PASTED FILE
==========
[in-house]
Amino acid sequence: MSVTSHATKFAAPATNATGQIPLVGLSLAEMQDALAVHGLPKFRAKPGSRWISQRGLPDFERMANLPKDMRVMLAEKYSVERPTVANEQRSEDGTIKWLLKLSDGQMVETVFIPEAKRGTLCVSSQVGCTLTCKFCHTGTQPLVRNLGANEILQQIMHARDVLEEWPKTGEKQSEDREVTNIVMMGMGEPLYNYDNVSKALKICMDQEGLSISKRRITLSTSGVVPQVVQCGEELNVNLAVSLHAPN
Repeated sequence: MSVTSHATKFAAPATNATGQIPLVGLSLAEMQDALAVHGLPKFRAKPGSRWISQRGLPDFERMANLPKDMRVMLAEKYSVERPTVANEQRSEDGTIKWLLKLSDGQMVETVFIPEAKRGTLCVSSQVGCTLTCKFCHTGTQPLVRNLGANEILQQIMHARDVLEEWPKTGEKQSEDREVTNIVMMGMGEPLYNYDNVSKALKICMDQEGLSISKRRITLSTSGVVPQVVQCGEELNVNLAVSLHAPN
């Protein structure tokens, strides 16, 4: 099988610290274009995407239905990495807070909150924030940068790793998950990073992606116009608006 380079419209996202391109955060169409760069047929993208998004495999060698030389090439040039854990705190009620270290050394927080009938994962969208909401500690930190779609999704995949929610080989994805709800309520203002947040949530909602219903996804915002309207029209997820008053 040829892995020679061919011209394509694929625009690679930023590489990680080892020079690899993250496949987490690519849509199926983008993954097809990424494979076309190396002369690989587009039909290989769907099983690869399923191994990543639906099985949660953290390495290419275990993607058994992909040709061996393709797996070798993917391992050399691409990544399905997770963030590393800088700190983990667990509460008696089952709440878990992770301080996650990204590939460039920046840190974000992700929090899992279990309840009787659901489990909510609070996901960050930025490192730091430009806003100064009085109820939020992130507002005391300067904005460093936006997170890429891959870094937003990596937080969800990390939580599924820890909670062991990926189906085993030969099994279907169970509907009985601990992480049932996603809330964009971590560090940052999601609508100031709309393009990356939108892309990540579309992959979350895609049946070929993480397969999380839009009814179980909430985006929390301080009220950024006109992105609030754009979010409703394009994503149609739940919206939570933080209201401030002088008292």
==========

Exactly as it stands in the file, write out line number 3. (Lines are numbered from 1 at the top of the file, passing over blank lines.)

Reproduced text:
Repeated sequence: MSVTSHATKFAAPATNATGQIPLVGLSLAEMQDALAVHGLPKFRAKPGSRWISQRGLPDFERMANLPKDMRVMLAEKYSVERPTVANEQRSEDGTIKWLLKLSDGQMVETVFIPEAKRGTLCVSSQVGCTLTCKFCHTGTQPLVRNLGANEILQQIMHARDVLEEWPKTGEKQSEDREVTNIVMMGMGEPLYNYDNVSKALKICMDQEGLSISKRRITLSTSGVVPQVVQCGEELNVNLAVSLHAPN